But does the film say what the book says? The best way to answer this is to turn to the book’s central characters: Lucy, Edmund, Caspian, Reepicheep, and Eustace. Their film counterparts convey every bit of spiritual truth that Lewis’s original did—messages about courage, sacrifice, temptation, steadfastness, envy, pride, real beauty, real friendship, duty, and our eternal destiny. About these vitally important topics, the film tells us just what the book tells us.
Visually the film is breathtaking and does justice to Lewis’s great imagination—which is saying a lot. The wonderful ship alone is reason enough to see the movie. Audiences will love the film versions of Lucy, Reepicheep, and Eustace (as boy and as dragon) as much as they do Lewis’s originals—and this is really saying a lot. An entire essay could be devoted to the extraordinary way that these three beloved characters—the real highlights of the third Narnia book—have been brought to life and developed in the film.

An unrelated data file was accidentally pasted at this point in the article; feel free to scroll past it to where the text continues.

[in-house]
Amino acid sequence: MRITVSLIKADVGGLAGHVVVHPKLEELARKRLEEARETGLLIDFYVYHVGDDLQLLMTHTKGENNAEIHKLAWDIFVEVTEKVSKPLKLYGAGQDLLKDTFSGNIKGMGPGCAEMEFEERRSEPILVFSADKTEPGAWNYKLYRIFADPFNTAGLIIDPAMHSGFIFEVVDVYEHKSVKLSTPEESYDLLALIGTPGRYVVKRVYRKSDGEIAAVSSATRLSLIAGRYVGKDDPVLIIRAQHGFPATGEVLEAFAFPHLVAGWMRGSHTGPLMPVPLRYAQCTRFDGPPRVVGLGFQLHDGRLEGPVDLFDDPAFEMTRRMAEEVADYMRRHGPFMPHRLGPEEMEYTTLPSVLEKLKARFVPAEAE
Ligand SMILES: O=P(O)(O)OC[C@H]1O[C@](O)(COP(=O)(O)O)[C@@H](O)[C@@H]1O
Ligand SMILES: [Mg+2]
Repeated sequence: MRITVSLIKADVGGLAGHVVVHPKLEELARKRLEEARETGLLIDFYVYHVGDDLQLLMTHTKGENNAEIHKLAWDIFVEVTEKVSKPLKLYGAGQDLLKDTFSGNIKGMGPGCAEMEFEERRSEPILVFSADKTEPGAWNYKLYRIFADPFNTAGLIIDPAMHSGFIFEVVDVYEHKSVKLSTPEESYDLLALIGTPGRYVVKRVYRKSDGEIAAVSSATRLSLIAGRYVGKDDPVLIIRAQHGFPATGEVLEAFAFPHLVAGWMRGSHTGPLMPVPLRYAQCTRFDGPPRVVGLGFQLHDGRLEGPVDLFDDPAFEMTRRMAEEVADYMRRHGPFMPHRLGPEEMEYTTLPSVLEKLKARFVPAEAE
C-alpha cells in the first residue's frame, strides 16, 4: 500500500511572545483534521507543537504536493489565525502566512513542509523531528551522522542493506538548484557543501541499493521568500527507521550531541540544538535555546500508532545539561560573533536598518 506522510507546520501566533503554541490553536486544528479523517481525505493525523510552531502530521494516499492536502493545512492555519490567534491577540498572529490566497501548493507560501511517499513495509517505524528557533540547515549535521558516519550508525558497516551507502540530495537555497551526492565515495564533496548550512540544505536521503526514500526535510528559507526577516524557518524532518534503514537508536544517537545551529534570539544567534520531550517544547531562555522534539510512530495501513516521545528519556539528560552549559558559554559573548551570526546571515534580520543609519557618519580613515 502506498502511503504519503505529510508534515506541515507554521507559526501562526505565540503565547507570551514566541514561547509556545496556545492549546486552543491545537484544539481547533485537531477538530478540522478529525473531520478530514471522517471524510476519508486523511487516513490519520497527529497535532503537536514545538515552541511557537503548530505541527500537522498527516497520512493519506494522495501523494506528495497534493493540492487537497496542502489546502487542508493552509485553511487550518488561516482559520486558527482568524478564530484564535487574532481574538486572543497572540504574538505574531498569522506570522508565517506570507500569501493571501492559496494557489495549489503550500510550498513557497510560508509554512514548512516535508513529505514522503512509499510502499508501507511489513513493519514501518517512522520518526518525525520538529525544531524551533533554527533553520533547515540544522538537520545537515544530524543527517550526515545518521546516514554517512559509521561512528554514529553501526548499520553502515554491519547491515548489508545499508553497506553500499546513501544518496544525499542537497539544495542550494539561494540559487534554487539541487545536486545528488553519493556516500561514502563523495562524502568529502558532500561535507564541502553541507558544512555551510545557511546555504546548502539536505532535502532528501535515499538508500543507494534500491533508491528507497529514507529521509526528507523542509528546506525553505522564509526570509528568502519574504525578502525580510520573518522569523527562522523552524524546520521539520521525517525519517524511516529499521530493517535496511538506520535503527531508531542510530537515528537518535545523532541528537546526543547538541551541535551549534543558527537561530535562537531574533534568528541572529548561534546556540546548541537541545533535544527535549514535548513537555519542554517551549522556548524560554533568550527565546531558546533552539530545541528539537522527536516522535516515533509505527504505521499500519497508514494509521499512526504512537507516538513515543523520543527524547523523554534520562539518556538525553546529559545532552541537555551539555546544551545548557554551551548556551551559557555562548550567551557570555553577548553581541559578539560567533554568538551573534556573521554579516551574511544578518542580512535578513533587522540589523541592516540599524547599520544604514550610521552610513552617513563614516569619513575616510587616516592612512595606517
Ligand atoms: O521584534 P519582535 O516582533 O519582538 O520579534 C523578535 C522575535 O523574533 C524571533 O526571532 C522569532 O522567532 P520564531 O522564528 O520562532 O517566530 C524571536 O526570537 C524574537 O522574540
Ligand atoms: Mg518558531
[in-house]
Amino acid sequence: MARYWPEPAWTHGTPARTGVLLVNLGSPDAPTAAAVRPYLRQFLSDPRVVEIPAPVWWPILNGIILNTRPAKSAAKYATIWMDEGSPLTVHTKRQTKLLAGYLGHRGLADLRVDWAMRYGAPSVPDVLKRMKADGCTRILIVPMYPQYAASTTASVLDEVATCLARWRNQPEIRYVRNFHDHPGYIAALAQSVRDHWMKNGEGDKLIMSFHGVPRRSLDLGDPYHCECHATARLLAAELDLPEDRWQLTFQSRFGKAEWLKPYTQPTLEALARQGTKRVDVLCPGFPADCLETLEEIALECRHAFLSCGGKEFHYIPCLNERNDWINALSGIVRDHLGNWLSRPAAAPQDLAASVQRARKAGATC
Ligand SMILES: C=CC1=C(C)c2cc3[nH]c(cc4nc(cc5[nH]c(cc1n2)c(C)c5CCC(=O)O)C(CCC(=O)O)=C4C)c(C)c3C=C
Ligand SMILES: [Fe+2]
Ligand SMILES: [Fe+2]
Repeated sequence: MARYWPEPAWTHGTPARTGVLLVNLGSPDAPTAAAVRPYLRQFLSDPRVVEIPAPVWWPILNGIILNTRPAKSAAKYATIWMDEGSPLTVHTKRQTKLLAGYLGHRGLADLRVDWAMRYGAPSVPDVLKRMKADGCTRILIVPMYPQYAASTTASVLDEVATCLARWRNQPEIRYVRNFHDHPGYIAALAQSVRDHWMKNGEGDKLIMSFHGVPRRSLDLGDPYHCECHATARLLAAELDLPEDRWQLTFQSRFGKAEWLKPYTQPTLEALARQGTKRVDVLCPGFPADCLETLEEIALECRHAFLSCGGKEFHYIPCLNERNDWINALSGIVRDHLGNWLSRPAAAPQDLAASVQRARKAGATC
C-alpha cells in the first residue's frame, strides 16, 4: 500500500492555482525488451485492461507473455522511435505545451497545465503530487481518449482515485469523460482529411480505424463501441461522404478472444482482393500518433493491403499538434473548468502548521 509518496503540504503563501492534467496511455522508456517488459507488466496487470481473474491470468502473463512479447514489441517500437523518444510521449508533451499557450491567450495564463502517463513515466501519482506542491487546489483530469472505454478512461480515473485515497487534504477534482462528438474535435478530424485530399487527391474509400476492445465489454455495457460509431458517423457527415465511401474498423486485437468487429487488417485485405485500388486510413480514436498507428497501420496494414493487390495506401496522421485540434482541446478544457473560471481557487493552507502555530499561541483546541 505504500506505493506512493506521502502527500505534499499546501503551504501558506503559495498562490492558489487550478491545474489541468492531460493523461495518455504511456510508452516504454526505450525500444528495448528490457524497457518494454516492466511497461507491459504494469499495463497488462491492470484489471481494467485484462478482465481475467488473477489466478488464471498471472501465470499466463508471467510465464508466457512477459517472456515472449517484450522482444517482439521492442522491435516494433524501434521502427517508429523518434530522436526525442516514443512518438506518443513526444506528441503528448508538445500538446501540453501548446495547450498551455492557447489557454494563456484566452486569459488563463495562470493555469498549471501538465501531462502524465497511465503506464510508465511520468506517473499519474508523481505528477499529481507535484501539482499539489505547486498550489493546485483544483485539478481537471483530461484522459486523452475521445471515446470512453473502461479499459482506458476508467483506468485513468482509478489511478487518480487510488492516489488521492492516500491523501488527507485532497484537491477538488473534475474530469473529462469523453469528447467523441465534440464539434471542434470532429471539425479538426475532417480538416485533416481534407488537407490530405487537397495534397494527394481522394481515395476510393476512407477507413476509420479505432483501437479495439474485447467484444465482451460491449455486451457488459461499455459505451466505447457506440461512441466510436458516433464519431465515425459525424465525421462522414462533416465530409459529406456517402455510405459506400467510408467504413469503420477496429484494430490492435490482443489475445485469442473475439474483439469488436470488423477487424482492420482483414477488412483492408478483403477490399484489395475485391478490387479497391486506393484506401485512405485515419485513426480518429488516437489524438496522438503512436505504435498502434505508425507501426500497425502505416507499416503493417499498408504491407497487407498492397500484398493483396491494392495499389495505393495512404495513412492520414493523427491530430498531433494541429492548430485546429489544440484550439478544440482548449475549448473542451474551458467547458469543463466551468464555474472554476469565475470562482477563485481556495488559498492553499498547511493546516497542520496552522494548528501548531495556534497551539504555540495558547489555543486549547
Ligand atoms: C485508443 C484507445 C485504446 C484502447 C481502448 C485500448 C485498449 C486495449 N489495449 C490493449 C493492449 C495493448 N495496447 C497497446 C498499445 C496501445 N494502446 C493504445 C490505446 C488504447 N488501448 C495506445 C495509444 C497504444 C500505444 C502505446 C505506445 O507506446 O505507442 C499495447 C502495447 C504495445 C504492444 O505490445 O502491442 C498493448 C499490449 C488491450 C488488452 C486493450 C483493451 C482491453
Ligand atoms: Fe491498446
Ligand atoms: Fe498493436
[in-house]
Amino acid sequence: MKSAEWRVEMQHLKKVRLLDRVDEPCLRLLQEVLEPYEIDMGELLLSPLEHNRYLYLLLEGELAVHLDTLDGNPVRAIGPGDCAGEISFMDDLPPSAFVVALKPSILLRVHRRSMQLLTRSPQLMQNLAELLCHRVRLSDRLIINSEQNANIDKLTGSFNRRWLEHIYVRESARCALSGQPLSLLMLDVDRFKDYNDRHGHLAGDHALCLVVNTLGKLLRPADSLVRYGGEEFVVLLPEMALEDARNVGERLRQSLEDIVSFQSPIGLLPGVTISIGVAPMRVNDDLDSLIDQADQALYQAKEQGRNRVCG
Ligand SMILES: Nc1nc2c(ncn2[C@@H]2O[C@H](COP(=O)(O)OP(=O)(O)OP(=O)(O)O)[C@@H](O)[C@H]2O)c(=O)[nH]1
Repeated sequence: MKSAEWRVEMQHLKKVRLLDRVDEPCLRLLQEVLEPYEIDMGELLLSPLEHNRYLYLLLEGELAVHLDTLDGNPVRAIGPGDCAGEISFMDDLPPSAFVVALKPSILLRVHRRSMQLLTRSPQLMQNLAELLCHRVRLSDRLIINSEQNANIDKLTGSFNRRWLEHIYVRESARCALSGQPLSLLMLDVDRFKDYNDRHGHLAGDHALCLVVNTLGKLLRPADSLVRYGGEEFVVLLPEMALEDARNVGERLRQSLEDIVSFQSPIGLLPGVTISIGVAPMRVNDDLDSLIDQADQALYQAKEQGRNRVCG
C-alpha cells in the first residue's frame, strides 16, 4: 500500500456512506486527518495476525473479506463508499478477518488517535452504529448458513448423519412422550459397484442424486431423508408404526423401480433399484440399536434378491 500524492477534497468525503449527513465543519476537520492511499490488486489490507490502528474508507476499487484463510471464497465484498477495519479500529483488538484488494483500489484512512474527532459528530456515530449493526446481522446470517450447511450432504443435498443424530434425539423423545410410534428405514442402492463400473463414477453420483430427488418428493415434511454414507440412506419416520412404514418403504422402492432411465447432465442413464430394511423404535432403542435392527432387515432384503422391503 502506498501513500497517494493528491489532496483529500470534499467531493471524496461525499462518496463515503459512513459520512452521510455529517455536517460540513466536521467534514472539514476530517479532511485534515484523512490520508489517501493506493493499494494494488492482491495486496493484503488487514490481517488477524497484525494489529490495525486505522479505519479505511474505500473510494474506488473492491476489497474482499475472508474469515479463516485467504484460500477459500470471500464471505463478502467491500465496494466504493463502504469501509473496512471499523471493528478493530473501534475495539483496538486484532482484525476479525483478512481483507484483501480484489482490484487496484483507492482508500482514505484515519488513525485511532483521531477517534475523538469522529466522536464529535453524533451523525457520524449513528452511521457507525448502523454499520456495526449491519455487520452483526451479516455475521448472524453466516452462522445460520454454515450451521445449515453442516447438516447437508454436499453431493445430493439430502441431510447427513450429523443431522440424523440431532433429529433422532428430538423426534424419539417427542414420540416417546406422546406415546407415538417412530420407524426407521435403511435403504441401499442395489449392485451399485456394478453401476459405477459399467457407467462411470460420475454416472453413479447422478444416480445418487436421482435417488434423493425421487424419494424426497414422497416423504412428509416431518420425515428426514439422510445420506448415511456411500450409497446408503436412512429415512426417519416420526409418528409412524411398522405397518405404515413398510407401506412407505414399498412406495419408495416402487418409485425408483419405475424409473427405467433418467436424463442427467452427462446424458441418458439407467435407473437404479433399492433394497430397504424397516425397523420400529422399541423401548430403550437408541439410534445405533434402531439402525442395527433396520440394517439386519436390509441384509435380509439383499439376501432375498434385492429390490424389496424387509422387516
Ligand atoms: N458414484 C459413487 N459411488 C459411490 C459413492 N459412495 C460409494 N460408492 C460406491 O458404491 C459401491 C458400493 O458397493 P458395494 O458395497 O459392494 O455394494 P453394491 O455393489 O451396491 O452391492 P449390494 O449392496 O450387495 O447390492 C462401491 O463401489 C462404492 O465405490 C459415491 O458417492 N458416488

What about some of my personal preferences? Do I think Eustace’s undragoning should have seemed a little more painful? Yes. In the book Eustace tells Edmund, “The very first tear he made was so deep that I thought it had gone right into my heart. And when he began pulling the skin off, it hurt worse than anything I’ve ever felt.” People who have undergone a fundamental transformation in their life, and Lewis was one of them, know that the process of dying to old ways can be agonizing. Having said this, it should be noted that if Eustace’s transformation back into a boy had been shown on screen in the same way it was told about in the book, the film would have been too intense for young audiences and a PG rating. That’s how these things work.